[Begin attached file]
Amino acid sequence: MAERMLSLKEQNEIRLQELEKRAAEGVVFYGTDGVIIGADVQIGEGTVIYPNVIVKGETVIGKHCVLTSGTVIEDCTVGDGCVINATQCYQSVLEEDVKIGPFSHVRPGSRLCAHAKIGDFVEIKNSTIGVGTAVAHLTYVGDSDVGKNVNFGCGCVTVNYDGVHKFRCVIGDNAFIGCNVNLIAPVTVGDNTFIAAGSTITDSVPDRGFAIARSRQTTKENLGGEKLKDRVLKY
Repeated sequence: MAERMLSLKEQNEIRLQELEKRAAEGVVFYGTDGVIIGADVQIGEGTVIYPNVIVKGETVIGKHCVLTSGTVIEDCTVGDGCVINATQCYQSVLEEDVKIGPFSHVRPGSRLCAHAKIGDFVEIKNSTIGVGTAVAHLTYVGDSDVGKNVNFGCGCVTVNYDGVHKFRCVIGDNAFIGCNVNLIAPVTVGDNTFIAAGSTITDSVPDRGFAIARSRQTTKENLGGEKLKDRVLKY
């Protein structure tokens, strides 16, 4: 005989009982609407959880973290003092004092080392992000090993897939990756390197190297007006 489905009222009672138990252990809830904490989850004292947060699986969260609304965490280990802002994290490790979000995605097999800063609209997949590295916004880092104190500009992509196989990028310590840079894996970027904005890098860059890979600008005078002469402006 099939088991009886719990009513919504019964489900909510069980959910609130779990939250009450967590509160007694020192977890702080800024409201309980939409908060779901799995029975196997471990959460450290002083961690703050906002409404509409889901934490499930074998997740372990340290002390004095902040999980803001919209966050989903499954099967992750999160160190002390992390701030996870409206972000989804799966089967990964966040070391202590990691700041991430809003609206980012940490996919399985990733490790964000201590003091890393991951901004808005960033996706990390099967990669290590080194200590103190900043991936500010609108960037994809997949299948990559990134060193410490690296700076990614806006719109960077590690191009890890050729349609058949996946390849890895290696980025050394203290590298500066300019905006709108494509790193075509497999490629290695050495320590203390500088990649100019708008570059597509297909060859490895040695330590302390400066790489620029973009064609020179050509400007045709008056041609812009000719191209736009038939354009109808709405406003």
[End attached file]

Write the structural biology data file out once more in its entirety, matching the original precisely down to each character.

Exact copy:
Amino acid sequence: MAERMLSLKEQNEIRLQELEKRAAEGVVFYGTDGVIIGADVQIGEGTVIYPNVIVKGETVIGKHCVLTSGTVIEDCTVGDGCVINATQCYQSVLEEDVKIGPFSHVRPGSRLCAHAKIGDFVEIKNSTIGVGTAVAHLTYVGDSDVGKNVNFGCGCVTVNYDGVHKFRCVIGDNAFIGCNVNLIAPVTVGDNTFIAAGSTITDSVPDRGFAIARSRQTTKENLGGEKLKDRVLKY
Repeated sequence: MAERMLSLKEQNEIRLQELEKRAAEGVVFYGTDGVIIGADVQIGEGTVIYPNVIVKGETVIGKHCVLTSGTVIEDCTVGDGCVINATQCYQSVLEEDVKIGPFSHVRPGSRLCAHAKIGDFVEIKNSTIGVGTAVAHLTYVGDSDVGKNVNFGCGCVTVNYDGVHKFRCVIGDNAFIGCNVNLIAPVTVGDNTFIAAGSTITDSVPDRGFAIARSRQTTKENLGGEKLKDRVLKY
């Protein structure tokens, strides 16, 4: 005989009982609407959880973290003092004092080392992000090993897939990756390197190297007006 489905009222009672138990252990809830904490989850004292947060699986969260609304965490280990802002994290490790979000995605097999800063609209997949590295916004880092104190500009992509196989990028310590840079894996970027904005890098860059890979600008005078002469402006 099939088991009886719990009513919504019964489900909510069980959910609130779990939250009450967590509160007694020192977890702080800024409201309980939409908060779901799995029975196997471990959460450290002083961690703050906002409404509409889901934490499930074998997740372990340290002390004095902040999980803001919209966050989903499954099967992750999160160190002390992390701030996870409206972000989804799966089967990964966040070391202590990691700041991430809003609206980012940490996919399985990733490790964000201590003091890393991951901004808005960033996706990390099967990669290590080194200590103190900043991936500010609108960037994809997949299948990559990134060193410490690296700076990614806006719109960077590690191009890890050729349609058949996946390849890895290696980025050394203290590298500066300019905006709108494509790193075509497999490629290695050495320590203390500088990649100019708008570059597509297909060859490895040695330590302390400066790489620029973009064609020179050509400007045709008056041609812009000719191209736009038939354009109808709405406003």